Our edited collection, released on 22nd November 2017, is now available for preorder from many bookshops and online from: Springer, Amazon.com and Amazon.co.uk. 

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CFP: Postgraduate Study Day

Centre for Studies of Home: Postgraduate Study Day 2017

CALL FOR PAPERS

The Centre for Studies of Home’s annual postgraduate study day aims to bring together postgraduates providing them with an opportunity to share current research ideas through a series of short papers. The study day is open to all postgraduates working on home and domesticity in both historical and contemporary contexts.

The study day is convened by the Centre for Studies of Home, a partnership between the Geffrye Museum and Queen Mary, University of London (www.studiesofhome.qmul.ac.uk). 

DATE: Tuesday 21st November 2017

VENUE: The Geffrye Museum, Kingsland Road, London E2 8EA

 If you wish to submit an abstract (c.200 words) please email it to Danielle Patten by Monday 30th October 2017: dpatten@geffrye-museum.org.uk and book your place via Eventbrite here.

Postgraduate students are very welcome to attend without presenting a paper. If you would like to attend, please book here via Eventbrite. The event is free, but places are limited so please book early to secure your place. If you have any questions please contact Danielle Patten: dpatten@geffrye-museum.org.uk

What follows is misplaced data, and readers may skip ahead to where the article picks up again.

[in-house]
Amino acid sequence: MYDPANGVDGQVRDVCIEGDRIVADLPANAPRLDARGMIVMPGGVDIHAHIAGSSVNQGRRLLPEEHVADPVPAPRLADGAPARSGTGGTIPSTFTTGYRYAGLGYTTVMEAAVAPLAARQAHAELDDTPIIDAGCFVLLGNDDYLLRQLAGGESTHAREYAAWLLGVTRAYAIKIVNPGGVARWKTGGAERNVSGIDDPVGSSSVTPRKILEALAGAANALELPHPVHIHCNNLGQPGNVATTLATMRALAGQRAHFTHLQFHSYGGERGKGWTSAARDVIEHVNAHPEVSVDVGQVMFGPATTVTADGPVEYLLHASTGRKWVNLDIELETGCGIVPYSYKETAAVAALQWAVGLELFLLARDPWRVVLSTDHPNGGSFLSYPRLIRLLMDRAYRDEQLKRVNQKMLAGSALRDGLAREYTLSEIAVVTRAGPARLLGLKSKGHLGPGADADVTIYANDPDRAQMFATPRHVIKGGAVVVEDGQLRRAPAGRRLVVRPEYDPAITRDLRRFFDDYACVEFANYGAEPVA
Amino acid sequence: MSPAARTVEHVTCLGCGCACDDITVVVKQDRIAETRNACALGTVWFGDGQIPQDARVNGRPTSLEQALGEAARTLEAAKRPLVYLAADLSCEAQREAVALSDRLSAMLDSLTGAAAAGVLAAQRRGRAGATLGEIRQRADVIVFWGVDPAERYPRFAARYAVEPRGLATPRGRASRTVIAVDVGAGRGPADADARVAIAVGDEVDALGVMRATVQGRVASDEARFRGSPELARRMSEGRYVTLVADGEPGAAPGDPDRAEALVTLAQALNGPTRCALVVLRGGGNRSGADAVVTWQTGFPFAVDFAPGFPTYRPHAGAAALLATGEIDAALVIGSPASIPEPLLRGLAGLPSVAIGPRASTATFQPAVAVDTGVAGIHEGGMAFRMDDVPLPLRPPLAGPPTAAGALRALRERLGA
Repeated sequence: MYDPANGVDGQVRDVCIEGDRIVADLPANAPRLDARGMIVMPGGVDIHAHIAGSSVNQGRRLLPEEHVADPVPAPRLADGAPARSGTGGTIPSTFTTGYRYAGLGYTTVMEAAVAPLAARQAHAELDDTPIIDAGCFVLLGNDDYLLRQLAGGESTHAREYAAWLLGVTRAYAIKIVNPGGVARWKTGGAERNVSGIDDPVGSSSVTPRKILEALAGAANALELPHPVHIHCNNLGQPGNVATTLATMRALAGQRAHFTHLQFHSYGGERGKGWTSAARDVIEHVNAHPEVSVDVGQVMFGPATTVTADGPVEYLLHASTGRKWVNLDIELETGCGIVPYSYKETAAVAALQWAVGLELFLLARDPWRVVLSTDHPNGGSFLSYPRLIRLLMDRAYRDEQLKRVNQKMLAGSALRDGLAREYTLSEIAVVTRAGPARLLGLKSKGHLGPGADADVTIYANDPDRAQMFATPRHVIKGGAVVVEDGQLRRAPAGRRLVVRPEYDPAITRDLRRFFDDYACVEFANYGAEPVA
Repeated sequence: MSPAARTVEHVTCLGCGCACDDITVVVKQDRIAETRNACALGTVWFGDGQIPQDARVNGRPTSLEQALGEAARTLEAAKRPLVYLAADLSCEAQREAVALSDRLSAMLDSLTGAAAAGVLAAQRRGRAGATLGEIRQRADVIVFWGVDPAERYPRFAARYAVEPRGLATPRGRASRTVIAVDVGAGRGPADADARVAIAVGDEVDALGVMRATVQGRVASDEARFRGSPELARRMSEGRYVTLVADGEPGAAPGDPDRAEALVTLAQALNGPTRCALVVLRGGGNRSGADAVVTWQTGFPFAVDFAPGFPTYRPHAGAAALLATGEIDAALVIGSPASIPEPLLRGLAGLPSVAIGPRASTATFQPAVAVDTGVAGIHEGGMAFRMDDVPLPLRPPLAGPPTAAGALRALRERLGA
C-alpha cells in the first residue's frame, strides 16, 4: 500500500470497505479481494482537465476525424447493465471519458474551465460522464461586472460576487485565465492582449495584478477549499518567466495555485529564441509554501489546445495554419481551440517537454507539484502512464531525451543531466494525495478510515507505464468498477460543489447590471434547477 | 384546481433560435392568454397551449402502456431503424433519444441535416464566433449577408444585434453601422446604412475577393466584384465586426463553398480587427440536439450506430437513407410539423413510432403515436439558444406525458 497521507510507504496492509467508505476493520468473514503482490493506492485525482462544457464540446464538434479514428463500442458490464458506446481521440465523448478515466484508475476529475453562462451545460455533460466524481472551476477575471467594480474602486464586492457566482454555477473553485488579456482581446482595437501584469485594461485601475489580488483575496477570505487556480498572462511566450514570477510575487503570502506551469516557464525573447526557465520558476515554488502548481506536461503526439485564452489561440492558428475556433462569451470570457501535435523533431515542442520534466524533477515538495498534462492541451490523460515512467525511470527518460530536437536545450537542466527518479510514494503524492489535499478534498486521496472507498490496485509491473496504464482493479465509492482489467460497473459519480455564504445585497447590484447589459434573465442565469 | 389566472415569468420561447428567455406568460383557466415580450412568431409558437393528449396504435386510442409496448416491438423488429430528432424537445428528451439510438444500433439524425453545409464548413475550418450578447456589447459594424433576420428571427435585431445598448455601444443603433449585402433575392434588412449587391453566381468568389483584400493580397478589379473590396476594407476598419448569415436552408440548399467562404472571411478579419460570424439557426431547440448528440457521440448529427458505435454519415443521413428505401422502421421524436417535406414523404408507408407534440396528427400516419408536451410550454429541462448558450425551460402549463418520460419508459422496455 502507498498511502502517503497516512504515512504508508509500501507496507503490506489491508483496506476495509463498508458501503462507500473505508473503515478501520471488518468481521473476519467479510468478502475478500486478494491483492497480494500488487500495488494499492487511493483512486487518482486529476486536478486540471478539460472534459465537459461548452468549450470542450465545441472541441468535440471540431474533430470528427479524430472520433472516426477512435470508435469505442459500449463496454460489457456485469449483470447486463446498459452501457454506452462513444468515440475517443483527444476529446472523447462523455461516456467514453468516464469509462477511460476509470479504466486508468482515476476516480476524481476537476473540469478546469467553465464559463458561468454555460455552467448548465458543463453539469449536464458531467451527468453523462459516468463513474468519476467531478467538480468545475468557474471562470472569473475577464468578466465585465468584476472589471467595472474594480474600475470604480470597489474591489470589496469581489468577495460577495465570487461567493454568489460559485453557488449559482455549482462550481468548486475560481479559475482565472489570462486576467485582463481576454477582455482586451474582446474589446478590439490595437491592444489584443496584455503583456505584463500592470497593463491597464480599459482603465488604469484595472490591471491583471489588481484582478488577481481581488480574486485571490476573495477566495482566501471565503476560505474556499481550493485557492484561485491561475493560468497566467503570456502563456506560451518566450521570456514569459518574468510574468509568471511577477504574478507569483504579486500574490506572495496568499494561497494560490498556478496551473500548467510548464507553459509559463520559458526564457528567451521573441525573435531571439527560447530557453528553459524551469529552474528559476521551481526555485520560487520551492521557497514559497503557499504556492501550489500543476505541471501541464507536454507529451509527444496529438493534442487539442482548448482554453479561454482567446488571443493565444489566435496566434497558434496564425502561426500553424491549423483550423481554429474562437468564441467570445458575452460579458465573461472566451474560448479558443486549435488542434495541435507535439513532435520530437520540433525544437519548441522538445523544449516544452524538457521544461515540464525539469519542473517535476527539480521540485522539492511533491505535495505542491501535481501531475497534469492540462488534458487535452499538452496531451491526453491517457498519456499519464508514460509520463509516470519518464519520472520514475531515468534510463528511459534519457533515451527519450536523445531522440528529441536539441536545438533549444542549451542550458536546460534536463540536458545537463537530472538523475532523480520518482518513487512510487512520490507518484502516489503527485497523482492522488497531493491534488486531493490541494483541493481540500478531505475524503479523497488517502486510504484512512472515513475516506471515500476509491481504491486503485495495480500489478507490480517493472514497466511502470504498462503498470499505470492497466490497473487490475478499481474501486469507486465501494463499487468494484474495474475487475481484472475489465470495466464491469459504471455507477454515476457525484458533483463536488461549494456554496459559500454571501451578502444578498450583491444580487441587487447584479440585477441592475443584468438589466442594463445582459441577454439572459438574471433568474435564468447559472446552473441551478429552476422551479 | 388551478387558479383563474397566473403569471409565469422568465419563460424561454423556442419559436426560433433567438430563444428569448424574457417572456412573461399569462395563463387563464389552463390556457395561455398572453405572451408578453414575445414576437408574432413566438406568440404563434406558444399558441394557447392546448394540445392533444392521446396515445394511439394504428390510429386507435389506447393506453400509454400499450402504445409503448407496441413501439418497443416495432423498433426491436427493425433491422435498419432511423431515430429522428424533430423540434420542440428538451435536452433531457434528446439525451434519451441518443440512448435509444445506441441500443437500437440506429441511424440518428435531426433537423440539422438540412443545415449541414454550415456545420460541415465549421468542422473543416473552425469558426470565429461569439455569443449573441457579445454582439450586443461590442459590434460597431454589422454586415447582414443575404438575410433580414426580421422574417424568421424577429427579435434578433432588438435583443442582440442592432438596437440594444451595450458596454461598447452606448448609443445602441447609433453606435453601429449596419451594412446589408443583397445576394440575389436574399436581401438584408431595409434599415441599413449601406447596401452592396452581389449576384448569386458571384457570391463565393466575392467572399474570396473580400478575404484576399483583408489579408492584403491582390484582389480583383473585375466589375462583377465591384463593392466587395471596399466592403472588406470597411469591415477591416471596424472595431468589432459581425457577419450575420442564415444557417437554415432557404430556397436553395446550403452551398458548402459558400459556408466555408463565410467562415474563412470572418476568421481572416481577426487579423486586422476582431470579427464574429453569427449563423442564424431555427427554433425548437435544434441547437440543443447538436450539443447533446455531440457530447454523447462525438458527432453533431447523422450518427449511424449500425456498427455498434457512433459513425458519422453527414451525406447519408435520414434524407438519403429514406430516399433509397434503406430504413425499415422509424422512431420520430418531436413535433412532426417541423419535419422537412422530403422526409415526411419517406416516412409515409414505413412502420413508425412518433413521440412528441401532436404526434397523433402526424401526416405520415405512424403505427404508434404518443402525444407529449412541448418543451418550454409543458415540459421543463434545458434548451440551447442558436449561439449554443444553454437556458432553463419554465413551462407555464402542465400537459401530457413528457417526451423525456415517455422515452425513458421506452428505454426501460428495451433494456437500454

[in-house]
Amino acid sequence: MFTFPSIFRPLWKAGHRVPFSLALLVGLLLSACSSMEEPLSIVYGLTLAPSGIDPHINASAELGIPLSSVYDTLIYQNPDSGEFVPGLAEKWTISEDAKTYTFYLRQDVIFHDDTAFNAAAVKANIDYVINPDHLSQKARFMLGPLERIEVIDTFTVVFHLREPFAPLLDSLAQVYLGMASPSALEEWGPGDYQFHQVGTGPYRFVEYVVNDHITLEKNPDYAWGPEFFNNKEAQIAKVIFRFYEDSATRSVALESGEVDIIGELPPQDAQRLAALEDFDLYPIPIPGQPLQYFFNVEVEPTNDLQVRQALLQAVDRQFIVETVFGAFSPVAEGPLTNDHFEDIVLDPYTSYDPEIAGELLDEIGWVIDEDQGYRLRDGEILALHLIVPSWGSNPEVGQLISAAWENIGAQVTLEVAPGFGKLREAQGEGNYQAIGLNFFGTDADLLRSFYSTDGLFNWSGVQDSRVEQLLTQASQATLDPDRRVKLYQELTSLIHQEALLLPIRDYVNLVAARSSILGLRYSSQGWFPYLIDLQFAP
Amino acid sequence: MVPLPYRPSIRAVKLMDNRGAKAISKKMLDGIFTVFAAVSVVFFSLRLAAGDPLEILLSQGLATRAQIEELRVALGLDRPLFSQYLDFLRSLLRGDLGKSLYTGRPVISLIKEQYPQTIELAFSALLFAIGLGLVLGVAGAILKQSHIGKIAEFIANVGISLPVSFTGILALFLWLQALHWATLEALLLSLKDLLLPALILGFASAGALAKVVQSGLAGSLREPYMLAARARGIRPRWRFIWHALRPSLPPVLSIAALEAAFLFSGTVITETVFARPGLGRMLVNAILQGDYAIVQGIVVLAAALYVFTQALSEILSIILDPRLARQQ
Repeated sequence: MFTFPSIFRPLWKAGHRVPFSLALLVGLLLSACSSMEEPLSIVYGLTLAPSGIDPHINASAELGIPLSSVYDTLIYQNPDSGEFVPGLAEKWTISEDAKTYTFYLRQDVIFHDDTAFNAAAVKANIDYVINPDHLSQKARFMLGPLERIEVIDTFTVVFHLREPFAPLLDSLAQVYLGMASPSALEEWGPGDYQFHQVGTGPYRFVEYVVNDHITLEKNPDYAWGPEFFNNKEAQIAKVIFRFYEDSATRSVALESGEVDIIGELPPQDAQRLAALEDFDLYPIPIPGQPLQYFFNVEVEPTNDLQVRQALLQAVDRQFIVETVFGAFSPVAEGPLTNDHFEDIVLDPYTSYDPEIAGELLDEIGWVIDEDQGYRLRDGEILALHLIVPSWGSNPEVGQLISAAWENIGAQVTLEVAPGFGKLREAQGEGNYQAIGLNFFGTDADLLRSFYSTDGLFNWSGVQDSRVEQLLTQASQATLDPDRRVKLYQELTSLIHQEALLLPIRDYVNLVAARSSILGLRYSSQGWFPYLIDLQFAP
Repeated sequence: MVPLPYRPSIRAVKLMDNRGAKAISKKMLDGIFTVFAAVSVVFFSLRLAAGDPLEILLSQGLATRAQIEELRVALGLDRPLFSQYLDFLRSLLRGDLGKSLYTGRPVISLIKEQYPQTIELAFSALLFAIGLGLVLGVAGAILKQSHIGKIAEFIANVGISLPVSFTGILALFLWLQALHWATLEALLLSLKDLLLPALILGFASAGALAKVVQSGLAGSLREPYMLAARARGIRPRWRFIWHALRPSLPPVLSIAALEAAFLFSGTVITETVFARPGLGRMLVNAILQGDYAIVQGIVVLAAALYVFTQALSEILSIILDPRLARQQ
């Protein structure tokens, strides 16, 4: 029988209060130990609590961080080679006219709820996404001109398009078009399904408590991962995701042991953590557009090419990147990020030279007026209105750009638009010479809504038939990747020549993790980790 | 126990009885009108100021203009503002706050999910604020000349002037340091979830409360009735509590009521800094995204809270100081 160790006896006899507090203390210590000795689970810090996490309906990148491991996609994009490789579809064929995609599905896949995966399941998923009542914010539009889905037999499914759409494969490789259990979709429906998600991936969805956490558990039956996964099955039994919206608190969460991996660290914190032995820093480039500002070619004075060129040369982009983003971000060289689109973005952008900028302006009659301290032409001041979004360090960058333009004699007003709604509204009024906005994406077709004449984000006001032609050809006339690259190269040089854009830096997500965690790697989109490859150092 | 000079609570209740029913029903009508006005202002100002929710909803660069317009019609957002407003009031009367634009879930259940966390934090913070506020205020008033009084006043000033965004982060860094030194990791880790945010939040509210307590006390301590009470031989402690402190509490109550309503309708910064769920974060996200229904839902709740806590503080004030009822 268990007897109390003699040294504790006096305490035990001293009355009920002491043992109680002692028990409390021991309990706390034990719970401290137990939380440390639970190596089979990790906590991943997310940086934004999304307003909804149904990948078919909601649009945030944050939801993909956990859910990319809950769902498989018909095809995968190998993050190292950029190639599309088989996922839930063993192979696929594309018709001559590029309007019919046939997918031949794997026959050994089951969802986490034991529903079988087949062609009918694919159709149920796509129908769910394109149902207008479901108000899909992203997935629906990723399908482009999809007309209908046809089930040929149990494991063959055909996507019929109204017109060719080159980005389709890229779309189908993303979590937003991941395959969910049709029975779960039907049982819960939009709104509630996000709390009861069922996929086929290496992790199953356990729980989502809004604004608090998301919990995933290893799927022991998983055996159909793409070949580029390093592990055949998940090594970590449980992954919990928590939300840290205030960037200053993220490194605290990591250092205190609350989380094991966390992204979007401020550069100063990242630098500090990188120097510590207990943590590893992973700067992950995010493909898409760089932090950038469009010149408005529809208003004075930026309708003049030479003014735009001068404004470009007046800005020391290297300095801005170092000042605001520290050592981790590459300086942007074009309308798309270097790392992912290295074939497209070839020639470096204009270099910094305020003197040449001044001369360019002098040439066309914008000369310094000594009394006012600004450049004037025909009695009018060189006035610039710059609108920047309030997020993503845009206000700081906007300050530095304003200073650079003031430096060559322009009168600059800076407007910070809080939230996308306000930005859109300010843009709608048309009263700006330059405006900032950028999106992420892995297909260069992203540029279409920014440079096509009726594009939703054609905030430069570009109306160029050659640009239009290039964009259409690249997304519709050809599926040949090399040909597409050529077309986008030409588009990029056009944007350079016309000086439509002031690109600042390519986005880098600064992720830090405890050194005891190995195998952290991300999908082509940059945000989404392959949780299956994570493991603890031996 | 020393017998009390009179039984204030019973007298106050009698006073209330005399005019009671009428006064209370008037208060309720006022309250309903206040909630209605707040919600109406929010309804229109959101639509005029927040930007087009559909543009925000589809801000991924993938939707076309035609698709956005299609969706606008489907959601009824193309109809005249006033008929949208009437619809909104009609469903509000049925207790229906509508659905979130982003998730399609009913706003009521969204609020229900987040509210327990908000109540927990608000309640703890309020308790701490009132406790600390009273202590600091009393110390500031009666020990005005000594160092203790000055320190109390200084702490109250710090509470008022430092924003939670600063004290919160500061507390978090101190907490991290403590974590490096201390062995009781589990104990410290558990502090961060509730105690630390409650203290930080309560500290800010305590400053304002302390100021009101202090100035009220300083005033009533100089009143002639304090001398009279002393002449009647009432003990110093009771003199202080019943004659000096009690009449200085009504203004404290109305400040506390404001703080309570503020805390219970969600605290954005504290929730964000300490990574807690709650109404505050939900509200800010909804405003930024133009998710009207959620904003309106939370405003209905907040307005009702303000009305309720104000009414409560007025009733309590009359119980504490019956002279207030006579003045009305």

Posted in cfp, Events

Event: Mobile and Temporary Domesticities, 1600-2017

Mobile and Temporary Domesticities, 1600-2017

10th October 2017, Geffrye Museum of the Home

 This one-day workshop explores the ways in which mobility and temporariness inform ideas and practices of home and domesticity. Central questions include: What kinds of domestic practices, material cultures, homemaking strategies and feelings about home are related to mobile or temporary circumstances? What theoretical and methodological challenges can we face when dealing with mobility or temporariness and how could these difficulties be overcome? How can people in temporary or mobile circumstances negotiate control over their own space and everyday life? When is mobility something to aspire to?

The aim is to bring together researchers working in different disciplines to explore similarities and differences between time periods, geographical locations and circumstances, and to discuss how we might relate temporary and mobile domesticities to larger questions about actor agency and shifts in economic, social, and political structures.

If you are interested in attending the conference please register here. Places are free but booking is essential. 

Further information and programme can be found on the conference blog.   

Posted in Events

CFP: Temporary and Mobile Domesticities, 1600 to the present

Call for papers: Temporary and Mobile Domesticities, 1600 to the present

 10th of October 2017, The Geffrye Museum, London